When commenting in other social media, and an opportunity arises for you to mention Pinterest, use the word Pinterest as a hyperlink to your profile page.

Add a save to Pinterest rollover button on your blog’s images. Check out the instructions here. The same instructions are valid for adding a Pin It button to your website.

Add a Pin It button to your browser’s toolbar. When you visit a site you’d like to share, you can pin it on the fly.

Revisit your boards and delete under-performing pins. BoardBooster‘s Pin Doctor will look at your board pins (for a penny a pin) and tell you about broken, missing or suspicious links, slow websites, and duplicate pins based on the same image or same links.

What else?

Join Group boards. I’ll admit I’ve neglected to do this, but it’s on my list. You’ll gain a larger audience for each of your group pins. Check out pingroupie.com for suggestions on where to find a group board that fits your needs.

Pin often. Just like other social media platforms, Pinterest is a moving target. What’s pinned is not always seen. By using tools like BoardBooster and Tailwind and posting 20-30 times a day, you’ll be seen as the expert in your field.

Schedule your pins when your audience is most likely to view them. There are many reports available about when to post. I used to schedule by them until BoardBooster’s analysis of my audience told me my peak times were not East Coast 8-11 p.m., but local time 10-11 p.m. I’ve adjusted my pinning times, adding in the later period. I try to pin consistently throughout the day to catch as wide of an audience as possible while still catering to my core fans.

Not all pins need to be new content. When I’m pressed for time, I’ll search my existing boards for high-repin content and repin to the same board or its twin secret board. BoardBooster has a looping feature that will automatically do this for you, but I like to give my audience proven content.

Be sure to pin YOUR blog’s content. If you don’t advertise your product (whether it’s your services, a physical product, you, or a digital product like my books), who will?

I can’t think of anything else from my notes or experience. Pinterest is an awesome tool to target your ideal follower. I highly recommend taking Summer Tannhauser’s Free Pinterest course to learn more. I can attest to the rapid increase in my Pinterest followers.

Tomorrow’s #AtoZChallenge* will focus on the letter “Q”.

#AtoZChallenge is a blogging challenge that takes place in the month of April.Blessings until then,

Cheryl

If you’d like to continue reading my entries in the AtoZChallenge* and to receive my blog posts, please use the entry form to the right. Also sign up for my newsletter, and you’ll receive a FREE copy of my short story, Mr. Right, Mr. Wrong, Mr. Alien.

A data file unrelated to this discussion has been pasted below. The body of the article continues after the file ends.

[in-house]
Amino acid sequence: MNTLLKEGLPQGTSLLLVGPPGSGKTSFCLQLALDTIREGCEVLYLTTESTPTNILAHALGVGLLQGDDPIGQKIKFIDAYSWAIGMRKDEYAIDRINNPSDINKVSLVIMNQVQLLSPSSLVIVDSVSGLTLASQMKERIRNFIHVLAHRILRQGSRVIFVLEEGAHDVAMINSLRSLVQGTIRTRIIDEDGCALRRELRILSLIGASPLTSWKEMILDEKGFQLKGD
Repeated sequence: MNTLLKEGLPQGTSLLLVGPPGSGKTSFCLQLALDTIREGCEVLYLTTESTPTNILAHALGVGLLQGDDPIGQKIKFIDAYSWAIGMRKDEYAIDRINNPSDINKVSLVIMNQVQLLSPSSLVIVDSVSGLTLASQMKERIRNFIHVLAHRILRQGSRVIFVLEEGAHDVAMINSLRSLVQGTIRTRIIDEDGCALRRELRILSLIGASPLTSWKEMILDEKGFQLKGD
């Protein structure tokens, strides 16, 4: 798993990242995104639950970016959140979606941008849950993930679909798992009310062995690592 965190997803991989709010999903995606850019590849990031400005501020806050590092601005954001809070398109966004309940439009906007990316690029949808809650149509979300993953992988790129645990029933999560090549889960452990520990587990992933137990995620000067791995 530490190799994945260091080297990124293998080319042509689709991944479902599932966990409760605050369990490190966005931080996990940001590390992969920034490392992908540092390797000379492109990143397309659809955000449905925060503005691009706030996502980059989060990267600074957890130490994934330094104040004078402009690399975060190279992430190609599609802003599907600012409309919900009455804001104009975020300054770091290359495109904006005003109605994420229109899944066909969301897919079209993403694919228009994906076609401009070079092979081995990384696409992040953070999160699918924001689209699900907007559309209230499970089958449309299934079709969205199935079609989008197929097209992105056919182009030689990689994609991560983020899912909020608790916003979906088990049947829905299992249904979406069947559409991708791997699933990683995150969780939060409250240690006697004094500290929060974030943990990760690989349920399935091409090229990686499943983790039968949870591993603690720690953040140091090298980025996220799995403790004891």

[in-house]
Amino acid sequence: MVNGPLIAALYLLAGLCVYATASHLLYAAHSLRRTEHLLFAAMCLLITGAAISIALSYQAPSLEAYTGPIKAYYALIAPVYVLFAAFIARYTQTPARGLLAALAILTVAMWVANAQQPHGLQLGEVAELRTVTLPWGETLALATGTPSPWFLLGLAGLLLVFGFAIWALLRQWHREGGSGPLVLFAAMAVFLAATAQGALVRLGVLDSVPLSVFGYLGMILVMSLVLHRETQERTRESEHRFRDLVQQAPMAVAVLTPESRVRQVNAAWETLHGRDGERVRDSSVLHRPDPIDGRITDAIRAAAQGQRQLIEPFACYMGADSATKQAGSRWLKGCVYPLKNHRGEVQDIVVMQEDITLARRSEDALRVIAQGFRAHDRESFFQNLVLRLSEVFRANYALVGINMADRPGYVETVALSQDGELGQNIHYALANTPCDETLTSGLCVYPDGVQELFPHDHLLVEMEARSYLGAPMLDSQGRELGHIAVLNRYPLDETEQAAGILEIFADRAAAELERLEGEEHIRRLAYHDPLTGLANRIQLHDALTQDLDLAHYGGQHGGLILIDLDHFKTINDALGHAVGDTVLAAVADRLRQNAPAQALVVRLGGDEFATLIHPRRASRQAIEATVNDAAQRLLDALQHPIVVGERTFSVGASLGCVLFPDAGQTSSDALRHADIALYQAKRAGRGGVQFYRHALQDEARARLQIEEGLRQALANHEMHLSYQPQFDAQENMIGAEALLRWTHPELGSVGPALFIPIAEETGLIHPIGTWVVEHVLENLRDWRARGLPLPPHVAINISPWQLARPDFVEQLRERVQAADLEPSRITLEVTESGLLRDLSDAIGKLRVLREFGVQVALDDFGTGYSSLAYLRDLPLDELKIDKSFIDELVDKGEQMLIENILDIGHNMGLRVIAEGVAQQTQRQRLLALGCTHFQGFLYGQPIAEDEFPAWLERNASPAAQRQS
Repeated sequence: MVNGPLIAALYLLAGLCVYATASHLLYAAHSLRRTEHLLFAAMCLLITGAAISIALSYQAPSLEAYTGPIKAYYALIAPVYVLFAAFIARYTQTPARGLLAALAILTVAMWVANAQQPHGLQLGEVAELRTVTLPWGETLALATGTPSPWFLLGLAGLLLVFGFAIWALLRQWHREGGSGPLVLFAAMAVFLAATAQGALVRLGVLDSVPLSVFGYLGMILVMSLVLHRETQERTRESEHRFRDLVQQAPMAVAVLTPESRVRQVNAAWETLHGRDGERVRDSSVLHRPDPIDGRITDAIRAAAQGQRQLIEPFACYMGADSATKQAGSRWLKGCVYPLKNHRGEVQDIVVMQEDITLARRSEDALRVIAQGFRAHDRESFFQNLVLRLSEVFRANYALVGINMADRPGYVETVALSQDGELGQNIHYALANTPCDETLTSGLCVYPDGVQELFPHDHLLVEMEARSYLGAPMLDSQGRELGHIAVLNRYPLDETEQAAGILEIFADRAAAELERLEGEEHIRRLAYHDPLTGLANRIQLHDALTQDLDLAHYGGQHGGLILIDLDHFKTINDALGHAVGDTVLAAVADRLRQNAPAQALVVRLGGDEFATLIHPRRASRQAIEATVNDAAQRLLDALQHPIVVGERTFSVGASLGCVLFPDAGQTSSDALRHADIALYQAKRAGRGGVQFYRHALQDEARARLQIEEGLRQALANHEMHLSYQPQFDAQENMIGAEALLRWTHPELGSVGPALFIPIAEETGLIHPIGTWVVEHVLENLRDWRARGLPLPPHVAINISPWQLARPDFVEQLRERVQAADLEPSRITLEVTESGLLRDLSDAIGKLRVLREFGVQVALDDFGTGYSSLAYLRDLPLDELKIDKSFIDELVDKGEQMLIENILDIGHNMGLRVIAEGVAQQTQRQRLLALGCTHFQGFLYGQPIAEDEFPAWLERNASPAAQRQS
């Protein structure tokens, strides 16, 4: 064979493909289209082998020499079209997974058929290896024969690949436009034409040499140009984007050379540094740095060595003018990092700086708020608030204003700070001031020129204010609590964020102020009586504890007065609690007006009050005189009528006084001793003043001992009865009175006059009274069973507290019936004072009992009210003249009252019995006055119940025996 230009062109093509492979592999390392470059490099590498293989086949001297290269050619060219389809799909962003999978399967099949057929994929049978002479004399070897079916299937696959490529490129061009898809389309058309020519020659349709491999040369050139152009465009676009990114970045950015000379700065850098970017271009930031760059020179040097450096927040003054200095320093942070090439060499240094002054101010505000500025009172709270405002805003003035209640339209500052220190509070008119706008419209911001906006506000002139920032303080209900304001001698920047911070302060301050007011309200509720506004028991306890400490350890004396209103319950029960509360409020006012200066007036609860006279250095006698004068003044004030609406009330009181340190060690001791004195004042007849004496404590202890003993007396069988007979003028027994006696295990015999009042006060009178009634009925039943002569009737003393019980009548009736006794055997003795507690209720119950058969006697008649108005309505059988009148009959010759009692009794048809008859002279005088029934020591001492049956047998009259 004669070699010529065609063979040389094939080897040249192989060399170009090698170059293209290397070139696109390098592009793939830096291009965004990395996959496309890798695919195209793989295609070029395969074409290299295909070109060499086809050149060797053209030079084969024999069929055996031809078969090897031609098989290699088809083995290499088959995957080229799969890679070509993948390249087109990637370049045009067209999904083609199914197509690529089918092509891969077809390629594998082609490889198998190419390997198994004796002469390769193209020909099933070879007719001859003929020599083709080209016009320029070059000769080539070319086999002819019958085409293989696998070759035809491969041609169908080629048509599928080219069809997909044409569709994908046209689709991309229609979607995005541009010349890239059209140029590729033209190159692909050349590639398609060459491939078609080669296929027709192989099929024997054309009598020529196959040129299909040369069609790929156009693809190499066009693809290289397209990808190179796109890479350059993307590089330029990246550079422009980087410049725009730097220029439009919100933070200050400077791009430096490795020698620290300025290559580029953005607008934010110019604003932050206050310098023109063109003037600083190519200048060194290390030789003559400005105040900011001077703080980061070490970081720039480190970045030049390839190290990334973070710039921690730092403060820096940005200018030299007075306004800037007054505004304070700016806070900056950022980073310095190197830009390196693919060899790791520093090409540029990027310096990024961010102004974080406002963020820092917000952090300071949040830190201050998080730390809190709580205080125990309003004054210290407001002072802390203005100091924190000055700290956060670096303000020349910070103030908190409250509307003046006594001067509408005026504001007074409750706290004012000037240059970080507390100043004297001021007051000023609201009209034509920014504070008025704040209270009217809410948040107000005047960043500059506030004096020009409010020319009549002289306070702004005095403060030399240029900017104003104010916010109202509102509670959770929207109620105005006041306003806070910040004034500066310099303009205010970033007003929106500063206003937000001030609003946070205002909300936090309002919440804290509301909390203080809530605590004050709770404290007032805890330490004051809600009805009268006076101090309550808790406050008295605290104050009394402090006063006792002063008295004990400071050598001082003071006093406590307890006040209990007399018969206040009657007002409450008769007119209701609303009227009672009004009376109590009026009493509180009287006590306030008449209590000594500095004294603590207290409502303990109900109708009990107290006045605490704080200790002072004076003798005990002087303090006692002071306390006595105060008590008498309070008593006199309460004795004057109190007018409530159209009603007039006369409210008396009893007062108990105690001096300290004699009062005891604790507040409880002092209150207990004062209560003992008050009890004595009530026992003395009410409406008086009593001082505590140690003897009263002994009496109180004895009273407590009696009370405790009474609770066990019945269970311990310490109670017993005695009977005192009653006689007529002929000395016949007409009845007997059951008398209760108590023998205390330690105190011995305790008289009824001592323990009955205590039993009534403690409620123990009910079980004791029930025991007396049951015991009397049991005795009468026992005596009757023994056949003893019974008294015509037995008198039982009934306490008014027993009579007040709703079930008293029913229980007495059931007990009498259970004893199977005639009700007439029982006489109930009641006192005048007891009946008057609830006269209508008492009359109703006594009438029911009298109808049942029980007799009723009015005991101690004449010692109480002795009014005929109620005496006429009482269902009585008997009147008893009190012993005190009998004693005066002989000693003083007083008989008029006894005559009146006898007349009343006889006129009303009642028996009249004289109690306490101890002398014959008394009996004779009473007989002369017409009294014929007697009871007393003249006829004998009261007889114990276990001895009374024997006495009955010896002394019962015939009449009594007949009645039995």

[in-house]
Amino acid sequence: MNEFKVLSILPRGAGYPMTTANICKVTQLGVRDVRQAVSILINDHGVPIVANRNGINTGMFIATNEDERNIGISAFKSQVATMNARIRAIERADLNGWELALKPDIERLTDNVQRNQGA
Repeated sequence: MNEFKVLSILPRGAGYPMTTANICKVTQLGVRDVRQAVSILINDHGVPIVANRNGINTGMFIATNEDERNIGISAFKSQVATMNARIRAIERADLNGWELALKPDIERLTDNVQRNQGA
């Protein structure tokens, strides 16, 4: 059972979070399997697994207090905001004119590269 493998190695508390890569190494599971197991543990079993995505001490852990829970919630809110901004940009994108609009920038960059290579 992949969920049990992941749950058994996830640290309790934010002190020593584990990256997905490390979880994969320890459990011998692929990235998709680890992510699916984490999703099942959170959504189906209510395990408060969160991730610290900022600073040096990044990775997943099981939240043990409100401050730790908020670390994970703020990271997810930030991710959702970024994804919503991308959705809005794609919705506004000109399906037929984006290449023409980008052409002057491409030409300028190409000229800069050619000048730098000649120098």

If you know of someone who would enjoy learning more about Pinterest, use the buttons on the left to share this post. Thank you.Pinterest is one of the most effective but overlooked social media tools for writers and other artists.www.cherylsterlingbooks.com

*#AtoZChallenge is a blogging challenge that takes place in April (except on Sundays). Participants blog every day around a theme of their choosing, in alphabetical order. Throughout the month of April, I’ll share tips, links, and insights I’ve learned in my writing career.

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Facebook groups are a great way to communicate with and build relationships with your customers.

#AtoZChallenge*, the letter “F” is for Facebook Groups

Facebook groups are a great way to communicate with and build relationships with your customers.

Facebook groups are a great way to communicate with and build relationships with your customers.

If you’ve selected Facebook as one of your social mediums to connect with your customers (whether they are a reader, a music lover, or someone who buys the widgets you produce), be sure to join one or two Facebook groups.

“But I already belong to Facebook, I have my own page, and I post every day,” you say. Yes, this will help spread your message, but if you find the right group, you’re sharing with people who have the same passion for your product. Who is more likely to buy—your Aunt Edna, or someone as madly obsessed with books, music, or widgets as you?

Networking with fans and fellow fanatics adds another layer of connecting to your core audience. And connecting is what puts the “social” in social media.

What can a Facebook group do for me?

(Channeling a little JFK here)–>Ask not what a Facebook group can do for you, ask what you can do for a Facebook group:

    • Ask questions to discover their pain (problem) and have a solution (sale)
    • Be an expert in your field. They will come to you for solutions (see above)
    • Drive traffic to your website
    • Get email subscribers, and put them on your email list
    • Ask advice
    • Give advice
    • Become a part of a community where everyone understands what you’re going through
    • Get feedback
    • Share sales
    • Share posts
    • Request to be or to host a guest post
    • Brainstorm
    • Offer exclusive content
    • Add value

Where do I find a Facebook group that meets my needs?

The obvious place is to do a Facebook search. Or a Google search. Or ask your existing social media if they have any suggestions. People are more than willing to share what they’ve found beneficial to them.

Once you’ve found a group, determine if their purpose aligns with yours and your business. Are they open and generous, or is their mission to collect names for their own email list? Do they share tips and tricks, or is every post an introduction to yet another member? (I belong to one such group and wonder what their purpose is outside of introductions. I never see any concrete suggestions or sharing and wonder why I joined).

On the other hand, I belong to another, fantastic group that is very active. They ask for feedback on book covers, share links to helpful sites, and spread knowledge without thought of reward. They’re generous, supportive and committed to their craft.

What not to do

    • Avoid Spamming. If you’re always selling, no one will read your posts. You want engagement, not scorn.
    • Don’t be a lurker. The point of joining is to belong, and you can’t belong if no one sees you.